You keep it a secret. You are waiting for a solution to show up. You don’t want the same old same old. You suffer through the brutality of worry. You fight your electric-tense muscles. Your head flip-flop-flip-flops on your pillow.
You wonder how you can stop these feelings.You have to stop it. You have a lot to do...to be… You are smart, accomplished. You can get stuff done on the outside. Why is it so hard on the inside?
You wonder, Who out there can help me?
The truth is, you do have a hunch that there is an explanation, and you want to use it to solve this problem. You know there is an answer. And, when you find it. This will be done.
I know it feels awful. But I am going to urge you: Don't get attached to the label "anxiety".
It will take away all of your power. (Better said, the people who assign this label to you make it convenient for you to give away your power.) It only became a label in the 80s. A committee sat around a table and made it official. There was something to sell (pharma), and it needed to match to a diagnosis (voila! "anxiety" was born).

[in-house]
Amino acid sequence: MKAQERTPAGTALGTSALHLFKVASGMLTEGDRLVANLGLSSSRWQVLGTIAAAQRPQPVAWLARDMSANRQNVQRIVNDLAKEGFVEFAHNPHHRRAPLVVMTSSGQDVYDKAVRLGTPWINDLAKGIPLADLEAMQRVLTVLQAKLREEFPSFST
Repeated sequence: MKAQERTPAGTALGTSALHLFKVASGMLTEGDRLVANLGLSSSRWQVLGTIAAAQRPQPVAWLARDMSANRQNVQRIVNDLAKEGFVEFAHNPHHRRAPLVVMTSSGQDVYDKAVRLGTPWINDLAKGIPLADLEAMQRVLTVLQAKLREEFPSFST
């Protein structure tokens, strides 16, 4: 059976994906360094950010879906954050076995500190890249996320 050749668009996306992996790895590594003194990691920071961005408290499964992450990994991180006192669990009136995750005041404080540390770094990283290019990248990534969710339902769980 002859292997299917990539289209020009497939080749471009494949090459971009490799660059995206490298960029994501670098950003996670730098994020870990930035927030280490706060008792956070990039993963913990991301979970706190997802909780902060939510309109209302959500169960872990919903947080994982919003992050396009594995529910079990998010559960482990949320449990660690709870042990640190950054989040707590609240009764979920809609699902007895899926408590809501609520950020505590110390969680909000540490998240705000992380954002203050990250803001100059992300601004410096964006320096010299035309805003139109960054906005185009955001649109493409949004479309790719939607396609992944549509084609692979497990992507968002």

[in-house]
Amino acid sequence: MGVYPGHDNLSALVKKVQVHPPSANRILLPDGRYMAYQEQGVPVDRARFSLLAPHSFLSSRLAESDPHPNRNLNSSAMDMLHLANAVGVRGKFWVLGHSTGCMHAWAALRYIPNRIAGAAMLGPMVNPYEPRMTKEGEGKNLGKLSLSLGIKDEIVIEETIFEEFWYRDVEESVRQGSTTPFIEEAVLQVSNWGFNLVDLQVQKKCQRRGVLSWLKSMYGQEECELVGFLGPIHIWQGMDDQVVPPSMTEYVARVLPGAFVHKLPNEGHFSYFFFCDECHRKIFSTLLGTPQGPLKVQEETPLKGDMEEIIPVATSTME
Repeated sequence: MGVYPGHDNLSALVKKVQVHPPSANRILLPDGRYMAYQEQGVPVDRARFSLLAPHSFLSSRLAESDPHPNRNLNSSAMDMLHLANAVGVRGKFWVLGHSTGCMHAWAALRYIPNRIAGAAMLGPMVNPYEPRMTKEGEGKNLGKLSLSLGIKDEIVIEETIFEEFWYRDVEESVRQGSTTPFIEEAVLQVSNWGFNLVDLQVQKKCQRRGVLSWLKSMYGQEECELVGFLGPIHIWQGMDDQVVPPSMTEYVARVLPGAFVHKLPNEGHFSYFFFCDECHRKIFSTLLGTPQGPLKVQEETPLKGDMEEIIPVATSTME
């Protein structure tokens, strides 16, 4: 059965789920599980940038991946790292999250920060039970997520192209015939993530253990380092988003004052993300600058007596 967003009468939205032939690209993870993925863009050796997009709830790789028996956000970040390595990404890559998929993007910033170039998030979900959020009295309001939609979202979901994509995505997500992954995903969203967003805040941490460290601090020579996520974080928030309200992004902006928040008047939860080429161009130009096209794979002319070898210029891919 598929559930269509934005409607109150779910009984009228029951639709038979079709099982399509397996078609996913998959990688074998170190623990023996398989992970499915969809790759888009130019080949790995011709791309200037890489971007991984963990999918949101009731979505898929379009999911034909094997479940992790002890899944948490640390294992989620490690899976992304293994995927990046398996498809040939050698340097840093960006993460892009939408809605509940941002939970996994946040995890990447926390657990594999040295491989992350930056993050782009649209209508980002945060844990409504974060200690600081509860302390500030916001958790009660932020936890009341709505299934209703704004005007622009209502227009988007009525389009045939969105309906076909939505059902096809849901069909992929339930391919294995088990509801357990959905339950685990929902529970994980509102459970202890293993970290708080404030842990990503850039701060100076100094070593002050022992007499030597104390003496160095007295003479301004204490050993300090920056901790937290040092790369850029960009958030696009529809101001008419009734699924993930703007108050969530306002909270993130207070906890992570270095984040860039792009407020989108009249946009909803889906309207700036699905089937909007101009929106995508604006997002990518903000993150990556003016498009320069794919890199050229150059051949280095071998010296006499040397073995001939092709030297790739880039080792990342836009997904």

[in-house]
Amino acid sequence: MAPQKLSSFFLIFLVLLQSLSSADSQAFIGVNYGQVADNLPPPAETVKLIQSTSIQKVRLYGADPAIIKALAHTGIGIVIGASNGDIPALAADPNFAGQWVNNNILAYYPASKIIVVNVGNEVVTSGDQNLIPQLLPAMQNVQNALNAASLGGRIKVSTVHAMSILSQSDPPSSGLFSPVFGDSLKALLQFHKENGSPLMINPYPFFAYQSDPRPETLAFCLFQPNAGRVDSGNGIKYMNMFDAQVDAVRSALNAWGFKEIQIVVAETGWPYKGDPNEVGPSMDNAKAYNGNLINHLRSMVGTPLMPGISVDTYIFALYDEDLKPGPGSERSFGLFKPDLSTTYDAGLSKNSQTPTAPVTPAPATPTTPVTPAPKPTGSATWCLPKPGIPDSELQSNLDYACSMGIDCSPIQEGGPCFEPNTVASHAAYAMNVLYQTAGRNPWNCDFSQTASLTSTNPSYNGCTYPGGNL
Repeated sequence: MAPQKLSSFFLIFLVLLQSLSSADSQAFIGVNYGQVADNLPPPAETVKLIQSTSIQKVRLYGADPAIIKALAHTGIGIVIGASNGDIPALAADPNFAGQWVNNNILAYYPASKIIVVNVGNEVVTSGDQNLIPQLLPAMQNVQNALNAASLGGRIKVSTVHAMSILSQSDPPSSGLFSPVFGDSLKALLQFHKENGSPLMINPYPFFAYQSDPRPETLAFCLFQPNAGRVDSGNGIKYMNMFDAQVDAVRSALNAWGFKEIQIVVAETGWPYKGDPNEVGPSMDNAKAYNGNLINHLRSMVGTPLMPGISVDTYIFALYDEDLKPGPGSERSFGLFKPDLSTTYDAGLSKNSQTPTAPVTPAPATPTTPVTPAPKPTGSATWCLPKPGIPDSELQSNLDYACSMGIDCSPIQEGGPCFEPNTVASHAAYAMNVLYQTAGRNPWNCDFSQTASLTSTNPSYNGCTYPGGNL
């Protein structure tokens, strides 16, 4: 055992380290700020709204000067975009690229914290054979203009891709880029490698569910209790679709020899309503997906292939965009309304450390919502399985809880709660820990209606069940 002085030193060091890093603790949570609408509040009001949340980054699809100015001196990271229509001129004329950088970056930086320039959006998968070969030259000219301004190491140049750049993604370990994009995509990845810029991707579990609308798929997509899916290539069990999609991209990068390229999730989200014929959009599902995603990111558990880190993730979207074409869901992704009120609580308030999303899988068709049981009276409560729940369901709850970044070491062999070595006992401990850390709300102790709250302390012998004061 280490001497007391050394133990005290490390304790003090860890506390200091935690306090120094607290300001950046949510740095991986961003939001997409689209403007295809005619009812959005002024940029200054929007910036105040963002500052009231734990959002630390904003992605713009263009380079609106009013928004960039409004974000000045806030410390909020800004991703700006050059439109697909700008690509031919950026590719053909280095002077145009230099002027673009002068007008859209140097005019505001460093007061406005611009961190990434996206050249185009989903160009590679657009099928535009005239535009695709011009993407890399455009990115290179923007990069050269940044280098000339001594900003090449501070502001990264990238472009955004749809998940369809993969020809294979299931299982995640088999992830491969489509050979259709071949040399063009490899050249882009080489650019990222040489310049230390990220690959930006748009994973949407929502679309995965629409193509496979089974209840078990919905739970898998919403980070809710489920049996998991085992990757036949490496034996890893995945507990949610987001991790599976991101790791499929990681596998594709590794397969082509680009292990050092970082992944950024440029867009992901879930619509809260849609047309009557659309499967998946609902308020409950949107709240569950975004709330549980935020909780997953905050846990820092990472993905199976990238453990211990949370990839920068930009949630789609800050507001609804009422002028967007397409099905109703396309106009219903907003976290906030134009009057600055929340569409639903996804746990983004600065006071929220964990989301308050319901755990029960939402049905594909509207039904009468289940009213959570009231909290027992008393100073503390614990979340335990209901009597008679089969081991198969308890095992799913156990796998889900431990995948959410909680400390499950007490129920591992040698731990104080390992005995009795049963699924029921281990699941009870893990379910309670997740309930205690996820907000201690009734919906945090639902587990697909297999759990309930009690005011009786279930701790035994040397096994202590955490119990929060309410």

It is natural and normal to experience anxiety. The experience of anxiety is unpleasant...even horrible.
But, please know: Your brain is hardwired to give your body and mind feelings of danger and dread for a reason.
Anxiety is not a condition. It shouldn't be a noun.
It is a collection of emotions. It should be a specialized verb that describes the collection of emotions that take over your psyche and your body.
The moment you grab that label - anxiety - and attach it to yourself, is the moment you agree to look at yourself and the world through the lens of someone who suffers from anxiety.
Don't do it.
Say NO to the label.
What the heck? How is it that 40 MILLION Americans 'suffer anxiety'? (And the rest don't? ...like ever?)
“You HAVE anxiety,” proclaimed your doctor, or said your therapist.
What is it supposed to mean, anyway? Really. What does it mean?
• One person experiences agitation, easy anger, jumpiness and dread.
• Another person experiences worry mixed with anguish, and shortness of breath.
• Another person experiences muscle tension and repetitive thoughts.